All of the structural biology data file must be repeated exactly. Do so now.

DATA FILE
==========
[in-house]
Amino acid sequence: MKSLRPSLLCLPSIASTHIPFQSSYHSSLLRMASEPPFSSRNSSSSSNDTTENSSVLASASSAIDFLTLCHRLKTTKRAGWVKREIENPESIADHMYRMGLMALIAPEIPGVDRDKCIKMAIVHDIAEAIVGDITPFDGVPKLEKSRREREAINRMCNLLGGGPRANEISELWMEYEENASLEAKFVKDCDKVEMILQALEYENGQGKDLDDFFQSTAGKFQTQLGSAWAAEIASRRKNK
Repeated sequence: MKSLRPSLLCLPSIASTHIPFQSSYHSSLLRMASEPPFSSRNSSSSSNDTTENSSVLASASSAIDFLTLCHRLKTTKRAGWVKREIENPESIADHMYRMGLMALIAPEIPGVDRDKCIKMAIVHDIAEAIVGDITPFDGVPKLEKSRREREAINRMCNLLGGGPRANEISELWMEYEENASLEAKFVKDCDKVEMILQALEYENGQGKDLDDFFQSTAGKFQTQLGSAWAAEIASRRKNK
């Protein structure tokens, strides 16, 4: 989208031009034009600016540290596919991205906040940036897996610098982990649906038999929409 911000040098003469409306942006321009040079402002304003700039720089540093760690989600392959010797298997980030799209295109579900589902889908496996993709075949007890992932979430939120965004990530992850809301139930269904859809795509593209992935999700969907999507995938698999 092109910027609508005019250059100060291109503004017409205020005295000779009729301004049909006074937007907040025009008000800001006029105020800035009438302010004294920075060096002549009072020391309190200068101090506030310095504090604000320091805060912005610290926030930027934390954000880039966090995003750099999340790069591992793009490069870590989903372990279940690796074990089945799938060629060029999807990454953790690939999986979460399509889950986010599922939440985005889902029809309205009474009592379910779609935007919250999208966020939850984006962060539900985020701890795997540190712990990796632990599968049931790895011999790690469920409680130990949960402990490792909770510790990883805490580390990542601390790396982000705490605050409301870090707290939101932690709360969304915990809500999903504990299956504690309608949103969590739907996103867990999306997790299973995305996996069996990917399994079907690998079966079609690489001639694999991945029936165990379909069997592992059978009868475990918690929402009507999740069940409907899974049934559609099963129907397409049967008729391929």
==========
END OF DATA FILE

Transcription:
[in-house]
Amino acid sequence: MKSLRPSLLCLPSIASTHIPFQSSYHSSLLRMASEPPFSSRNSSSSSNDTTENSSVLASASSAIDFLTLCHRLKTTKRAGWVKREIENPESIADHMYRMGLMALIAPEIPGVDRDKCIKMAIVHDIAEAIVGDITPFDGVPKLEKSRREREAINRMCNLLGGGPRANEISELWMEYEENASLEAKFVKDCDKVEMILQALEYENGQGKDLDDFFQSTAGKFQTQLGSAWAAEIASRRKNK
Repeated sequence: MKSLRPSLLCLPSIASTHIPFQSSYHSSLLRMASEPPFSSRNSSSSSNDTTENSSVLASASSAIDFLTLCHRLKTTKRAGWVKREIENPESIADHMYRMGLMALIAPEIPGVDRDKCIKMAIVHDIAEAIVGDITPFDGVPKLEKSRREREAINRMCNLLGGGPRANEISELWMEYEENASLEAKFVKDCDKVEMILQALEYENGQGKDLDDFFQSTAGKFQTQLGSAWAAEIASRRKNK
């Protein structure tokens, strides 16, 4: 989208031009034009600016540290596919991205906040940036897996610098982990649906038999929409 911000040098003469409306942006321009040079402002304003700039720089540093760690989600392959010797298997980030799209295109579900589902889908496996993709075949007890992932979430939120965004990530992850809301139930269904859809795509593209992935999700969907999507995938698999 092109910027609508005019250059100060291109503004017409205020005295000779009729301004049909006074937007907040025009008000800001006029105020800035009438302010004294920075060096002549009072020391309190200068101090506030310095504090604000320091805060912005610290926030930027934390954000880039966090995003750099999340790069591992793009490069870590989903372990279940690796074990089945799938060629060029999807990454953790690939999986979460399509889950986010599922939440985005889902029809309205009474009592379910779609935007919250999208966020939850984006962060539900985020701890795997540190712990990796632990599968049931790895011999790690469920409680130990949960402990490792909770510790990883805490580390990542601390790396982000705490605050409301870090707290939101932690709360969304915990809500999903504990299956504690309608949103969590739907996103867990999306997790299973995305996996069996990917399994079907690998079966079609690489001639694999991945029936165990379909069997592992059978009868475990918690929402009507999740069940409907899974049934559609099963129907397409049967008729391929």